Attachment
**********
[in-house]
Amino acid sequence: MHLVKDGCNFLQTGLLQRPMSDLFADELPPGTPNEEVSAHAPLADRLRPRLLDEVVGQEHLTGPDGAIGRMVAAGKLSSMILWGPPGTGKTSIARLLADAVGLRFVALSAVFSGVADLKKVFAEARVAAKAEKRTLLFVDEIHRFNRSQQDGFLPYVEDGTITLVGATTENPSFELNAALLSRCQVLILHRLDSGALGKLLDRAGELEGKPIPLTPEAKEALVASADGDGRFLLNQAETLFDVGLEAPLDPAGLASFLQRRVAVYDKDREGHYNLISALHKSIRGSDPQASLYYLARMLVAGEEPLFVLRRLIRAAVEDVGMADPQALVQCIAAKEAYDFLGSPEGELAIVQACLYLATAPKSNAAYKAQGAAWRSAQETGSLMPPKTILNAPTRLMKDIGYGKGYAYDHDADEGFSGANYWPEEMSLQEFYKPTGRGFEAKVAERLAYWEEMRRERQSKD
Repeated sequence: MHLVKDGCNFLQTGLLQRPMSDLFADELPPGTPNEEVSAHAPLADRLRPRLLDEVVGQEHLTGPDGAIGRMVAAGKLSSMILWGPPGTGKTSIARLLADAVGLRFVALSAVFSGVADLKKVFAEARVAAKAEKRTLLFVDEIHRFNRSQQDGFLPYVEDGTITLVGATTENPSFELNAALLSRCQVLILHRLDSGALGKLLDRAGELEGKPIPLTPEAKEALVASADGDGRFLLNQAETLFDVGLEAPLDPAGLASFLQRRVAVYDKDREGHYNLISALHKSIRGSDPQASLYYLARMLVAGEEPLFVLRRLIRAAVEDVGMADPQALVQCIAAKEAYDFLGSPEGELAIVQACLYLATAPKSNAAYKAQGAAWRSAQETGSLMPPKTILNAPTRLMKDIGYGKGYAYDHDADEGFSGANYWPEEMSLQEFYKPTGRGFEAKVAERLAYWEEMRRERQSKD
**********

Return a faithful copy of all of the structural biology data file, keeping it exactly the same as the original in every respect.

[in-house]
Amino acid sequence: MHLVKDGCNFLQTGLLQRPMSDLFADELPPGTPNEEVSAHAPLADRLRPRLLDEVVGQEHLTGPDGAIGRMVAAGKLSSMILWGPPGTGKTSIARLLADAVGLRFVALSAVFSGVADLKKVFAEARVAAKAEKRTLLFVDEIHRFNRSQQDGFLPYVEDGTITLVGATTENPSFELNAALLSRCQVLILHRLDSGALGKLLDRAGELEGKPIPLTPEAKEALVASADGDGRFLLNQAETLFDVGLEAPLDPAGLASFLQRRVAVYDKDREGHYNLISALHKSIRGSDPQASLYYLARMLVAGEEPLFVLRRLIRAAVEDVGMADPQALVQCIAAKEAYDFLGSPEGELAIVQACLYLATAPKSNAAYKAQGAAWRSAQETGSLMPPKTILNAPTRLMKDIGYGKGYAYDHDADEGFSGANYWPEEMSLQEFYKPTGRGFEAKVAERLAYWEEMRRERQSKD
Repeated sequence: MHLVKDGCNFLQTGLLQRPMSDLFADELPPGTPNEEVSAHAPLADRLRPRLLDEVVGQEHLTGPDGAIGRMVAAGKLSSMILWGPPGTGKTSIARLLADAVGLRFVALSAVFSGVADLKKVFAEARVAAKAEKRTLLFVDEIHRFNRSQQDGFLPYVEDGTITLVGATTENPSFELNAALLSRCQVLILHRLDSGALGKLLDRAGELEGKPIPLTPEAKEALVASADGDGRFLLNQAETLFDVGLEAPLDPAGLASFLQRRVAVYDKDREGHYNLISALHKSIRGSDPQASLYYLARMLVAGEEPLFVLRRLIRAAVEDVGMADPQALVQCIAAKEAYDFLGSPEGELAIVQACLYLATAPKSNAAYKAQGAAWRSAQETGSLMPPKTILNAPTRLMKDIGYGKGYAYDHDADEGFSGANYWPEEMSLQEFYKPTGRGFEAKVAERLAYWEEMRRERQSKD